"sourceFileMap": {
            "/Views": "${workspaceRoot}/Views"
        }
    },
    {
        "name": "Launch Chrome",
        "type": "chrome",
        "request": "launch",
        "url": "http://localhost:5000",
        "webRoot": "${workspaceRoot}/wwwroot"
    }
 ]
}

Now we are able to debug both, the ASP.NET Core Application and the Client side code within one Visual Studio Code Window. The ".NET Core Attach" Configuration section is not needed, but sometimes i want to attach the debugger on a running proces


9 . How to read ASP.NET Core Response.Body?
 

Answer :

In my original response I had totally misread the question and thought the poster was asking how to read the Request.Body But he had asked how to read the Response.Body. I'm leaving my original answer to preserve history but also updating it to show how I would answer the question once reading it correctly.

Original Answer

If you want a buffered stream that supports reading multiple times you need to set

   context.Request.EnableRewind()

Ideally do this early in the middleware before anything needs to read the body.

So for example you could place the following code in the beginning of the Configure method of the Startup.cs file:

        app.Use(async (context, next) => {
            context.Request.EnableRewind();
            await next();
        });

Prior to enabling Rewind the stream associated with the Request.Body is a forward only stream that doesn't support seeking or reading the stream a second time. This was done to make the default configuration of request handling as lightweight and performant as possible. But once you enable rewind the stream is upgrade to a stream that supports seeking and reading multiple times. You can observe this "upgrade" by setting a breakpoint just before and just after the call to EnableRewindand observing the Request.Body properties. So for example Request.Body.CanSeek will change from false to true.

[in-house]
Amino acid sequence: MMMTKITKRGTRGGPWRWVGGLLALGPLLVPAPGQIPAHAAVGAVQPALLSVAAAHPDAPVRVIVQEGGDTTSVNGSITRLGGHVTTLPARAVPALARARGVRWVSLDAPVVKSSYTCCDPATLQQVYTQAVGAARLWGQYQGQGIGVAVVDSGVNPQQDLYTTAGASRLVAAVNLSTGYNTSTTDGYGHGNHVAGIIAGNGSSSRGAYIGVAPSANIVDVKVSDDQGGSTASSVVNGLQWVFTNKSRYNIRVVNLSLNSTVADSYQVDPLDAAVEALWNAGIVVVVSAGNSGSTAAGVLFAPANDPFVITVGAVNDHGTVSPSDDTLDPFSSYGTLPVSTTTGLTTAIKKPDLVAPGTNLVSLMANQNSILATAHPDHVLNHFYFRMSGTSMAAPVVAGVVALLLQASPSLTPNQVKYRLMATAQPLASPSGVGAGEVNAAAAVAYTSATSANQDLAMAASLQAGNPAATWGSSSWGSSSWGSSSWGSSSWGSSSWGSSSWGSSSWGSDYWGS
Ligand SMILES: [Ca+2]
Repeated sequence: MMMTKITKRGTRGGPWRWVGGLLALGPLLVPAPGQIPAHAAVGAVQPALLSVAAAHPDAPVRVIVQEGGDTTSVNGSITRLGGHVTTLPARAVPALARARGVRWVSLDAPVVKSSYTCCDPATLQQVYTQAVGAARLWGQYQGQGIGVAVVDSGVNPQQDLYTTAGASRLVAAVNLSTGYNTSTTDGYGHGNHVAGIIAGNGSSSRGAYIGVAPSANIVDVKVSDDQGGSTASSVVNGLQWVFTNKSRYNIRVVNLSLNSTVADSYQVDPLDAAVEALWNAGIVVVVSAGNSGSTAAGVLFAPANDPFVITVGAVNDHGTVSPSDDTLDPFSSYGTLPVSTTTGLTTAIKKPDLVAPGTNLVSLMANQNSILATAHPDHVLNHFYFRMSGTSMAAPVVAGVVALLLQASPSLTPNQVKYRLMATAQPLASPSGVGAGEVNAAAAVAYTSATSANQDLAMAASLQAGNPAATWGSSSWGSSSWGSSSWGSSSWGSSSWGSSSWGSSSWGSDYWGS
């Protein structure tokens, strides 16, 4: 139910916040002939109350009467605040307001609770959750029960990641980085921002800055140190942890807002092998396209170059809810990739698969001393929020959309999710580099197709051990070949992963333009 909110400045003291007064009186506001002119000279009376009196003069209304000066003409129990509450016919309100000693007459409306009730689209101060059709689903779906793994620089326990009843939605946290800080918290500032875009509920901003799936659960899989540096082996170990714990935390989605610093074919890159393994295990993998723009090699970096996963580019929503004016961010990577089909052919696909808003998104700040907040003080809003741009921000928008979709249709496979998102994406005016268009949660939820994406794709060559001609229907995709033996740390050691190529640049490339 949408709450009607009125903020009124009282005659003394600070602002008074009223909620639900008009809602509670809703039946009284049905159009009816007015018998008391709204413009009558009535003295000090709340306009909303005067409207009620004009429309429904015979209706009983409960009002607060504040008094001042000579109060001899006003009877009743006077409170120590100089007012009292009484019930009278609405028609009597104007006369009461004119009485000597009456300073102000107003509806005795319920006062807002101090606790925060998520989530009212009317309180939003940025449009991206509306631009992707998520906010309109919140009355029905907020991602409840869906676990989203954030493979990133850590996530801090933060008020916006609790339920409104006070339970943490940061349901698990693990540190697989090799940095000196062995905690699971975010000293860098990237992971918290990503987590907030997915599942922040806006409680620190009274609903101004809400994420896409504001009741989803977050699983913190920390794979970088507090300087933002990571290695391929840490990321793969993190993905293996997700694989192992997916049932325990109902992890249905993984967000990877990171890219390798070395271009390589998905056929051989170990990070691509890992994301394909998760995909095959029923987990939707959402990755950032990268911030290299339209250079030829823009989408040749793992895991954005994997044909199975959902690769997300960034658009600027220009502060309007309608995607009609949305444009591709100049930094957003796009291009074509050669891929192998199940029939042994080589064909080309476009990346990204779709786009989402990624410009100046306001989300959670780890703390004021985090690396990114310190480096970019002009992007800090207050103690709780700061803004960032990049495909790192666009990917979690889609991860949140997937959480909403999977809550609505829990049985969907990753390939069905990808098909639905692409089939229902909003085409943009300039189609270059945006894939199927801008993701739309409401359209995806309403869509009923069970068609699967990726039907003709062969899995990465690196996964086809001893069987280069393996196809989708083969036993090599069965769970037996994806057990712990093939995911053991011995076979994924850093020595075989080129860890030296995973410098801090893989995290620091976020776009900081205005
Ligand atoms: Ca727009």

Then to read the body stream you could for example do this:

   string bodyContent = new StreamReader(Request.Body).ReadToEnd();

Don't wrap the StreamReader creation in a using statement though or it will close the underlying body stream at the conclusion of the using block and code later in the request lifecycle wont be able to read the body.

Also just to be safe, it might be a good idea to follow the above line of code that reads the body content with this line of code to reset the body's stream position back to 0.

request.Body.Position = 0;

That way any code later in the request lifecycle will find the request.Body in a state just like it hasn't been read yet.

Updated Answer

Sorry I originally misread your question. The concept of upgrading the associated steam to be a buffered steam still applies. However you do have to do it manually, I'm unaware of any built in .Net Core functionality that lets you read the response stream once written in the way that EnableRewind() lets a developer reread the request stream after it's been read.

Your "hacky" approach is likely totally appropriate. You are basically converting a stream that can't seek to one that can. At the end of the day the Response.Body stream has to get swapped out with a stream that is buffered and supports seeking. Here is another take on middleware to do that but you will notice it's quite similar to your approach. I did however choose to use a finally block as added protection for putting the original stream back on the Response.Body and I used the Positionproperty of the stream rather than the Seek method since the syntax is a bit simpler but the effect is no different than your approach.

public class ResponseRewindMiddleware {
        private readonly RequestDelegate next;

        public ResponseRewindMiddleware(RequestDelegate next) {
            this.next = next;
        }

        public async Task Invoke(HttpContext context) {

            Stream originalBody = context.Response.Body;

            try {
                using (var memStream = new MemoryStream()) {
                    context.Response.Body = memStream;

                    await next(context);

                    memStream.Position = 0;
                    string responseBody = new StreamReader(memStream).ReadToEnd();

                    memStream.Position = 0;
                    await memStream.CopyToAsync(originalBody);
                }

            } finally {
                context.Response.Body = originalBody;
            }

        } 

10 . Asp.Net Core Post FromBody Always Null?
 

Answer :

You get always null because you need to encapsulate all your post variables inside only one object. Like this:

public class MyPostModel {